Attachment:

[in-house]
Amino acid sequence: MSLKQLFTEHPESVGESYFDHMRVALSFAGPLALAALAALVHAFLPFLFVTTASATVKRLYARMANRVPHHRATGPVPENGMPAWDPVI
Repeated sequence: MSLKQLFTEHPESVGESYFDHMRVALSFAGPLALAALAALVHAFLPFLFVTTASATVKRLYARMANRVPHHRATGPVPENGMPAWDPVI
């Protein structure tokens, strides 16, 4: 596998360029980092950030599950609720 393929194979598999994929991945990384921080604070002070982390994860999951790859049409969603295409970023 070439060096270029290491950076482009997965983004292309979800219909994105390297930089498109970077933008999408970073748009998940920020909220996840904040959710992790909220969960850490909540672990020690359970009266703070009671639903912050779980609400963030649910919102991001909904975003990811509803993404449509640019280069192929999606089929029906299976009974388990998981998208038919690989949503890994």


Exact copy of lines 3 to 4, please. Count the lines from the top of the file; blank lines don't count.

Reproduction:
Repeated sequence: MSLKQLFTEHPESVGESYFDHMRVALSFAGPLALAALAALVHAFLPFLFVTTASATVKRLYARMANRVPHHRATGPVPENGMPAWDPVI
């Protein structure tokens, strides 16, 4: 596998360029980092950030599950609720 393929194979598999994929991945990384921080604070002070982390994860999951790859049409969603295409970023 070439060096270029290491950076482009997965983004292309979800219909994105390297930089498109970077933008999408970073748009998940920020909220996840904040959710992790909220969960850490909540672990020690359970009266703070009671639903912050779980609400963030649910919102991001909904975003990811509803993404449509640019280069192929999606089929029906299976009974388990998981998208038919690989949503890994």